People are creatures of habit and to some extent, at least in terms of entertainment, fandom. This is seen in how movies, television shows, actors, music, bands, etc… are inhaled and spit out by a clamoring public. How else could there be four Pirates of the Caribbean movies (please don’t tell me you actually thought they were good)? The same concept holds for books and their authors. Even if they are not “great” or “avid” readers, everyone seems to have their favorite authors. These are the writers whose books we immediately purchase no matter the subject or genre. Some people are hooked on George R.R. Martin, some on Michael Chabon, others veer towards James Patterson, Danielle Steel (don’t worry, I’m not judging you…at least in this blog), while other still are hooked on writers from our past, like Steinbeck, Austen, Nabokov, Hemingway, or one of the Bronte’s—who may not be writing anymore, but as soon as a new annotated version of Lolita, or illustrated Wuthering Heights is released, watch out, those fans are there. I have both witnessed and participated in this phenomenon. My grandmother was a big Jane Austen fan, and upon her death I found multiple copies of each Austen book (we are talking 4 or 5 copies of just Pride and Prejudice alone), as well as just about any book about Austen, her style, her home life—even a décor book—that could be imagined. That’s dedication! Now, I have my authors too, working in the book world, how can I not. My book shelves pay homage to writers like Mary Stewart, Max Barry (all but Machine Man, which I read, but couldn’t bring myself to keep), Tana French, Susan Elizabeth Phillips, and Carol O’Connell. Another author whose titles grace my shelves—and is really the topic of this blog—is Australian novelist Kate Morton.
Kate Morton is one of those novelists who create stories that sweep across time, weaving in and out of eras, switching between narrative voices and views with profound skill. Her four books The House at Riverton, The Forgotten Garden, The Distant Hours, and the newly released The Secret Keeper, all use the devise of flitting between a modern story and one from the past, by creating an intriguing mystery that leads its modern day heroine to delve into the past in order to unearth the truth. Morton’s pasts are tragic. The characters suffer—for love, for war, for sisterhood, motherhood—for life itself, creating an interesting bond between not only the “mystery-solver”, but also the reader, as both protagonist and reader have the past slowly unfurled for them. It is easy within this type of storytelling to run to the melodramatic, but Morton is adept at running on that knife edge, providing an emotional core to her plot without falling into the stereotype. Kate Morton is a magician with a pen (or, more accurately in this day and age, Word Processor). Her characters are flawed, three-dimensional beings and her settings are richly defined without dragging the reader into a dull description of the landscape that more often leads to skimming, than appreciation. While her mystery plotlines, or rather twists are a touch on the predictable side, it is easy to overlook when confronted with such a rich tapestry of character and place.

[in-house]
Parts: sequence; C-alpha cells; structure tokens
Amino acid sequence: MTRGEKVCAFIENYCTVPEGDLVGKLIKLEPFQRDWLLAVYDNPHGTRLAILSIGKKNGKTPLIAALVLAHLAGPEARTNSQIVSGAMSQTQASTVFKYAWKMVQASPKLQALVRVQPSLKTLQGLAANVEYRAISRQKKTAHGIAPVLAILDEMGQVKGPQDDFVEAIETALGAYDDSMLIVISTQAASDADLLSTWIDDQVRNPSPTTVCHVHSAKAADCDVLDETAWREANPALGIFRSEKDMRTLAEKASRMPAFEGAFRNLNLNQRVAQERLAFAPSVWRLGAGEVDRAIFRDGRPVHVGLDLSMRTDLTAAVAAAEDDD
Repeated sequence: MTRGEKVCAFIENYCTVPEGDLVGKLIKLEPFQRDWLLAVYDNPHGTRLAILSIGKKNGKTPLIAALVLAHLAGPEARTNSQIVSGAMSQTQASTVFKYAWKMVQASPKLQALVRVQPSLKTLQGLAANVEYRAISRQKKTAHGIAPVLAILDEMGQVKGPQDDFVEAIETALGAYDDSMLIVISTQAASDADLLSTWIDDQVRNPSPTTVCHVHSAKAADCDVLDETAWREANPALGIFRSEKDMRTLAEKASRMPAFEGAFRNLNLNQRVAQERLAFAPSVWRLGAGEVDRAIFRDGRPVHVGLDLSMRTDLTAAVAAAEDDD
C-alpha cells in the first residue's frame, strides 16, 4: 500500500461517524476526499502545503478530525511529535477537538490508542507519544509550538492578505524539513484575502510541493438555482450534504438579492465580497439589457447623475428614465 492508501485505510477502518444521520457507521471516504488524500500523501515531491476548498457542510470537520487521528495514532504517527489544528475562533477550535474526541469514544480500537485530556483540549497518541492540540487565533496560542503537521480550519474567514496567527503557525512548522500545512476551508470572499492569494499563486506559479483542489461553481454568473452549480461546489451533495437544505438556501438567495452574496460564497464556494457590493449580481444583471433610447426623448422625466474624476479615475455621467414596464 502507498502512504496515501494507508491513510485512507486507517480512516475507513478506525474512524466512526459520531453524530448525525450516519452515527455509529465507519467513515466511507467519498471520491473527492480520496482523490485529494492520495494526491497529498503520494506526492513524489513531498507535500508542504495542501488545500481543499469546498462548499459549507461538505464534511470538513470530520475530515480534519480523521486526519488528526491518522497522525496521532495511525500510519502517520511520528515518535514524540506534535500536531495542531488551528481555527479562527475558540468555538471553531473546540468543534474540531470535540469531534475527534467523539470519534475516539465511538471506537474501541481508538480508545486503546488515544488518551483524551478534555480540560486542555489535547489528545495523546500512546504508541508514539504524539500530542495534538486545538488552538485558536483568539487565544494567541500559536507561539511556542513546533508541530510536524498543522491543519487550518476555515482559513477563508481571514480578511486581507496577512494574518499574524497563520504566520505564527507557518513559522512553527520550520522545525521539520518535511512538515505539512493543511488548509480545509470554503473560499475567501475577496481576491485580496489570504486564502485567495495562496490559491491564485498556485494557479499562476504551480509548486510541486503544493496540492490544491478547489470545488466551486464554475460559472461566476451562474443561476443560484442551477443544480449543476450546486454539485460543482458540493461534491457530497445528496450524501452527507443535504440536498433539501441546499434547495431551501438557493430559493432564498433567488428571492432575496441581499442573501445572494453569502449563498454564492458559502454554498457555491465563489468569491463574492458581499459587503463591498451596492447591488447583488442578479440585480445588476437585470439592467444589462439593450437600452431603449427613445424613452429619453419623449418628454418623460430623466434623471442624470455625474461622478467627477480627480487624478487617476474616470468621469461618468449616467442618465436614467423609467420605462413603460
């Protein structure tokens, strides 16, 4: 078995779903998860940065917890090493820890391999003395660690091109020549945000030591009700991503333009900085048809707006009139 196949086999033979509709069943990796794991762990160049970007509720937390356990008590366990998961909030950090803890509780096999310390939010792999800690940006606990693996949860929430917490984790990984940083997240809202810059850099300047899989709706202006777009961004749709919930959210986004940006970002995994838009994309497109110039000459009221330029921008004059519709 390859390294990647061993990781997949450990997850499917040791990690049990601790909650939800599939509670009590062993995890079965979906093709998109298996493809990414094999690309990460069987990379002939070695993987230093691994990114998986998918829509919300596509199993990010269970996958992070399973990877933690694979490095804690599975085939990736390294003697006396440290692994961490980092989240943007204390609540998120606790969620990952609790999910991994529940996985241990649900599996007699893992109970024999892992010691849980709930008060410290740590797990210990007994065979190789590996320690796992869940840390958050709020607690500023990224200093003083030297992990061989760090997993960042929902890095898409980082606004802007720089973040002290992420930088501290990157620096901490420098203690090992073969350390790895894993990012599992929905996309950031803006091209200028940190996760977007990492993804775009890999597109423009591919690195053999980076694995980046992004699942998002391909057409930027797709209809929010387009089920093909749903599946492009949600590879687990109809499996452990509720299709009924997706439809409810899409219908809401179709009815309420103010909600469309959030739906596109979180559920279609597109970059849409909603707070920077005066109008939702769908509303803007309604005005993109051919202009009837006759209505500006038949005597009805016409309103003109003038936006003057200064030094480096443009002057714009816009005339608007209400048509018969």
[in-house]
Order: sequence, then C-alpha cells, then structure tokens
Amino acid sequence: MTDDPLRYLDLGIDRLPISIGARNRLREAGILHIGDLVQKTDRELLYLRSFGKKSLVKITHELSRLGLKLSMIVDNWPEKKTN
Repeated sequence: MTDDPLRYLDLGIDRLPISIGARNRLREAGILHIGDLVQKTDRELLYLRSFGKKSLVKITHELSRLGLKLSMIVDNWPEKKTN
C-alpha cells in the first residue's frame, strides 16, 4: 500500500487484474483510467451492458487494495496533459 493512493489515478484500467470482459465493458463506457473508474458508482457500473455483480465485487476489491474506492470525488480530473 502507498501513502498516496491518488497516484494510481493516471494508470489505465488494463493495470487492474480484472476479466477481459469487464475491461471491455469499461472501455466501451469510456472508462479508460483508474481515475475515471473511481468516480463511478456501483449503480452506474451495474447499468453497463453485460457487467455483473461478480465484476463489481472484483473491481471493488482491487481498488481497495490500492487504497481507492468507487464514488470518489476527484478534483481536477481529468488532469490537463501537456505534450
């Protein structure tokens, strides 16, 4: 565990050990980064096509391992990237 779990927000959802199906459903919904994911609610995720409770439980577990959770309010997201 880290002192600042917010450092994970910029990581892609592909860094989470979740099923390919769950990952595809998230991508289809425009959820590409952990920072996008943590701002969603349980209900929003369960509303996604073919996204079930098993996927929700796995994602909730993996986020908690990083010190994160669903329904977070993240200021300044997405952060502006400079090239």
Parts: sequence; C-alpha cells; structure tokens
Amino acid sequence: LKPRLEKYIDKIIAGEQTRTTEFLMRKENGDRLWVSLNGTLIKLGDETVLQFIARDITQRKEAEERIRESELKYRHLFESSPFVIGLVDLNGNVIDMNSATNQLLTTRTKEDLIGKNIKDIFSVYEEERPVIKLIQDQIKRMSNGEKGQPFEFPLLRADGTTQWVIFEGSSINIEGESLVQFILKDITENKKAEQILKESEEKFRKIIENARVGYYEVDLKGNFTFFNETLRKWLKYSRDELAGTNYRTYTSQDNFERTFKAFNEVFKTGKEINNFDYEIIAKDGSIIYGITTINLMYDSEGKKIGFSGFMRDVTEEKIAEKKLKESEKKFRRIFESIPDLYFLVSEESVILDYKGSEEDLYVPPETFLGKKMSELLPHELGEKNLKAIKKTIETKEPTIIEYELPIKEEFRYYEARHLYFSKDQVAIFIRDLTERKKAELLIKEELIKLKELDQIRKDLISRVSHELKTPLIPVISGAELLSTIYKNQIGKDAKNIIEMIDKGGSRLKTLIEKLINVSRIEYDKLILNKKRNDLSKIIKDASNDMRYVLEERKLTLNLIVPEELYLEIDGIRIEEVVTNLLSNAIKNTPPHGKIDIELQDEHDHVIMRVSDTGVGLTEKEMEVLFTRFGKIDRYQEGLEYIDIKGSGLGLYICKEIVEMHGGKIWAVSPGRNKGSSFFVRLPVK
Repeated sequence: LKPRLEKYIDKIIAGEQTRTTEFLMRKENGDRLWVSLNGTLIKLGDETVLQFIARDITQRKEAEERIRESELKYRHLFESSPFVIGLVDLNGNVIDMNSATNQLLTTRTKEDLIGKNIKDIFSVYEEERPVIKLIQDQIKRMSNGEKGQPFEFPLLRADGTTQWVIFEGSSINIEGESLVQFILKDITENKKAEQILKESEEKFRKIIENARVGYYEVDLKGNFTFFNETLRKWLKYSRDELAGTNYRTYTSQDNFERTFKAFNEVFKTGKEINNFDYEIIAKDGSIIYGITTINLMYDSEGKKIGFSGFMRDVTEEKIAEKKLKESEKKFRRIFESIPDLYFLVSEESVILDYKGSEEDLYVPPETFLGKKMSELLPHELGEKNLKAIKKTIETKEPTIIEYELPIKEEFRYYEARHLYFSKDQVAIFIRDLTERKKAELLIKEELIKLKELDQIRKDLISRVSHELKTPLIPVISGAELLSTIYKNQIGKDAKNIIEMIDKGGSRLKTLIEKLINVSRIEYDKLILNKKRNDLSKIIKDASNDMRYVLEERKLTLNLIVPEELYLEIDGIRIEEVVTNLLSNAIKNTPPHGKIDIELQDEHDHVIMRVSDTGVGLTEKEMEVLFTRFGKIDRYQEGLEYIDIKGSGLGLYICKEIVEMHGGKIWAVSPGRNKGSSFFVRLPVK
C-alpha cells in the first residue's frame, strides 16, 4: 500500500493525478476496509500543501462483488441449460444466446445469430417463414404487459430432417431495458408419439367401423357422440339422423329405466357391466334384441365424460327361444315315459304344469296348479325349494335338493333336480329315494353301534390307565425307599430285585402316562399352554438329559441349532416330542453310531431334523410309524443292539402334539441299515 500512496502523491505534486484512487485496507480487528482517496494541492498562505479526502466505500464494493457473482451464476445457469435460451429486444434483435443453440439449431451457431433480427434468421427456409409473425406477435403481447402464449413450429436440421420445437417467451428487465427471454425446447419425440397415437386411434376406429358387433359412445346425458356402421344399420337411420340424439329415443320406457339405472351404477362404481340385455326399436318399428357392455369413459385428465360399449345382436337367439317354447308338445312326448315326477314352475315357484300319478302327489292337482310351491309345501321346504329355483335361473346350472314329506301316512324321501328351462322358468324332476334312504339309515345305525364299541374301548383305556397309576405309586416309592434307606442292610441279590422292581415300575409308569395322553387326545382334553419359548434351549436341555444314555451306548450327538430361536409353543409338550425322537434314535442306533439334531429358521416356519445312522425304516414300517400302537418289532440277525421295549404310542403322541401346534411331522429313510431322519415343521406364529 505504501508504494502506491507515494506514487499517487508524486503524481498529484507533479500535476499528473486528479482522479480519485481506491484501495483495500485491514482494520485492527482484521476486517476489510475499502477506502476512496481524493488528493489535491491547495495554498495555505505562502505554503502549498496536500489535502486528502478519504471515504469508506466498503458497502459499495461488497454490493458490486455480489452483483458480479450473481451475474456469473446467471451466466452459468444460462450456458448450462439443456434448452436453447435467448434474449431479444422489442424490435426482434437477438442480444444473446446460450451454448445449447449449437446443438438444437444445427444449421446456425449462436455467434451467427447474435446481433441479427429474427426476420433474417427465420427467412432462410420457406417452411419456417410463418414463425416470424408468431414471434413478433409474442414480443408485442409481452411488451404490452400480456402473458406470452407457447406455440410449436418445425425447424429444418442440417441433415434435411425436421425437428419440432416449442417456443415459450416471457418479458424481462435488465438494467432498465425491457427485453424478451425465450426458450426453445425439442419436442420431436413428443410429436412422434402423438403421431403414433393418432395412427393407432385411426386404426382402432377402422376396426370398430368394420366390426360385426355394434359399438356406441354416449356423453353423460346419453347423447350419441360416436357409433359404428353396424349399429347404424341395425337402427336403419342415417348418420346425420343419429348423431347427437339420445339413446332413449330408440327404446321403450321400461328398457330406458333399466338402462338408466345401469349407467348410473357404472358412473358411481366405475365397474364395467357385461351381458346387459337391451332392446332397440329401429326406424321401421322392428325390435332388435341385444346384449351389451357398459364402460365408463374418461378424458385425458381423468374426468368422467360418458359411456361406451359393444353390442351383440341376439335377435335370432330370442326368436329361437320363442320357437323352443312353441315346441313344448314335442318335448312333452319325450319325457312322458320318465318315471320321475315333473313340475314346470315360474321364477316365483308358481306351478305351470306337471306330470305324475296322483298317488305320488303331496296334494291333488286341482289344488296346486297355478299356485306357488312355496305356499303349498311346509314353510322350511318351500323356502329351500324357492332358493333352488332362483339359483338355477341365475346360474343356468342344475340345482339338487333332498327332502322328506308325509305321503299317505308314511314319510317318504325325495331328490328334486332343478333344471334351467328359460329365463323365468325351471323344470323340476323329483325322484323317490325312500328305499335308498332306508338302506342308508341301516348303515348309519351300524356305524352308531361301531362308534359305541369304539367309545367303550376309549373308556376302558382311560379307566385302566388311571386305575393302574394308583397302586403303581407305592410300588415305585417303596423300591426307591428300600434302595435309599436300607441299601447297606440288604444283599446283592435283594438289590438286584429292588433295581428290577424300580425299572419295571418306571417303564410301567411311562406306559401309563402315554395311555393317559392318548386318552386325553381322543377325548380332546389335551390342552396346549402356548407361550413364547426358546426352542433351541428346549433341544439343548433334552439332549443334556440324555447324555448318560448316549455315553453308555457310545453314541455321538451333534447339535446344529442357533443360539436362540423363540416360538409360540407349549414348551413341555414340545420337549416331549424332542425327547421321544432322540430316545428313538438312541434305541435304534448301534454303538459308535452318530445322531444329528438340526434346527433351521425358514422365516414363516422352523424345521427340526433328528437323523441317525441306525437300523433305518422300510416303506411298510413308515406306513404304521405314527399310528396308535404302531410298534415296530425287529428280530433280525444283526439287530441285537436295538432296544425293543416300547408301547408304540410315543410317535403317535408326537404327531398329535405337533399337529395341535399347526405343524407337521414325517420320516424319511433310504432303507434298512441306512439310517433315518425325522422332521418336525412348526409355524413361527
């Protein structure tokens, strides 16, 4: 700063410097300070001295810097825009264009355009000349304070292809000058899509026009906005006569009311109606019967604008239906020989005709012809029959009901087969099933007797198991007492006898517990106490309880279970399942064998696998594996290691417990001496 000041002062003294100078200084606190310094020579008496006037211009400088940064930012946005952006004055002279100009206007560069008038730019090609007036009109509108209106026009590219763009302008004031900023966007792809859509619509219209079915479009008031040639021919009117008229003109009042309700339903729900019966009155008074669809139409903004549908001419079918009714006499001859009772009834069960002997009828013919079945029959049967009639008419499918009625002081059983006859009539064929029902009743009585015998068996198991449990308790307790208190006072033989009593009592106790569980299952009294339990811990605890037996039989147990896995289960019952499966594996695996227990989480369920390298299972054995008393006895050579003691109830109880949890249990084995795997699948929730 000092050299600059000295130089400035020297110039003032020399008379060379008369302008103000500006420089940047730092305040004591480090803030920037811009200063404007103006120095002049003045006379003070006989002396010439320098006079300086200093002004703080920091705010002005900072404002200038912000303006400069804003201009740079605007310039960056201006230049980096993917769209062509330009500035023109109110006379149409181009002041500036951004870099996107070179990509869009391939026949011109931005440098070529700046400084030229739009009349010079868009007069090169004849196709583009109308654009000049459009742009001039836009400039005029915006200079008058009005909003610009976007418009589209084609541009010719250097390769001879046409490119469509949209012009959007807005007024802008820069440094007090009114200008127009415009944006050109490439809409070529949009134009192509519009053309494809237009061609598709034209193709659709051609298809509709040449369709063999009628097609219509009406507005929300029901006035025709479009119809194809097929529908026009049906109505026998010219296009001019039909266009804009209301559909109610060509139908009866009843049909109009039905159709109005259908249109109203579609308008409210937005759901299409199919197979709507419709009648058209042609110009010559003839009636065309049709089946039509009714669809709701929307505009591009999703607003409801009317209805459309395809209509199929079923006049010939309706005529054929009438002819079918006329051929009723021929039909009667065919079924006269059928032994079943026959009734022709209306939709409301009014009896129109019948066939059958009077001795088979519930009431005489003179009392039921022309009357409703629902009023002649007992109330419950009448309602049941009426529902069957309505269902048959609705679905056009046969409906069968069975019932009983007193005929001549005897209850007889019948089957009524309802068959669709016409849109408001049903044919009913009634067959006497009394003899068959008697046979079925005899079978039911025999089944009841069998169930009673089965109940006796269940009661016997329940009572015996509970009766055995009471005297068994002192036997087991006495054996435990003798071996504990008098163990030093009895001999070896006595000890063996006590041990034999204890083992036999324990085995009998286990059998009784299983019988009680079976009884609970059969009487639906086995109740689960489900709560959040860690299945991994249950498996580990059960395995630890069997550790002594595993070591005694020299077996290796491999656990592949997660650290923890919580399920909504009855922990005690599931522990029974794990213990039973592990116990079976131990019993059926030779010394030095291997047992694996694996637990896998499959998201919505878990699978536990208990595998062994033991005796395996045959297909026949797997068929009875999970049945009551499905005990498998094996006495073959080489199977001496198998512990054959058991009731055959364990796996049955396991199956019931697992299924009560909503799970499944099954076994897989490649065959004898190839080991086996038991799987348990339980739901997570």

In her newest novel, The Secret Keeper, Morton excels at connecting the story of Laurel, a well-respected older actress, with that of a trio of young people living in London during the Blitz. The novel interlaces the lives of Vivian, Dolly and Jimmy, switching between their narratives with that of Laurel as she struggles to unravel the mystery surrounding her mother and the long ago death of a visiting stranger at her home. In a time where I have been struggling to find a book I really love, The Secret Keeper has been a welcome breath of fresh air. Along with another of Morton’s books, The Forgotten Garden, The Secret Keeper has created characters and storylines that have enthralled me. I really can’t do them justice in explaining how Morton’s characters ignite a spark of compassion, an emotional link really, that is difficult to find in other novels. Her books are much more than good stories, they are in a sense, epics; not so much in the sense of something like the Ken Follett books or Gone with the Wind, but in the sense that her creations, these beings developed in her imagination, are really brought to life in a way that leaves vestiges of them in your mind long after you’ve put the book back on the shelf.
So, you readers with supreme author allegiance and a yen for good fiction, here’s my challenge—pick-up a Kate Morton book, read it, enjoy it and then move on to the next. Before you know it you will have a Kate Morton section of your book shelf too.
*Want to meet Kate Morton? Stop in at Warwick’s on Thursday, October 25th at 7:30pm. She will be discussing The Secret Keeper, followed by a book signing. Click here to learn more.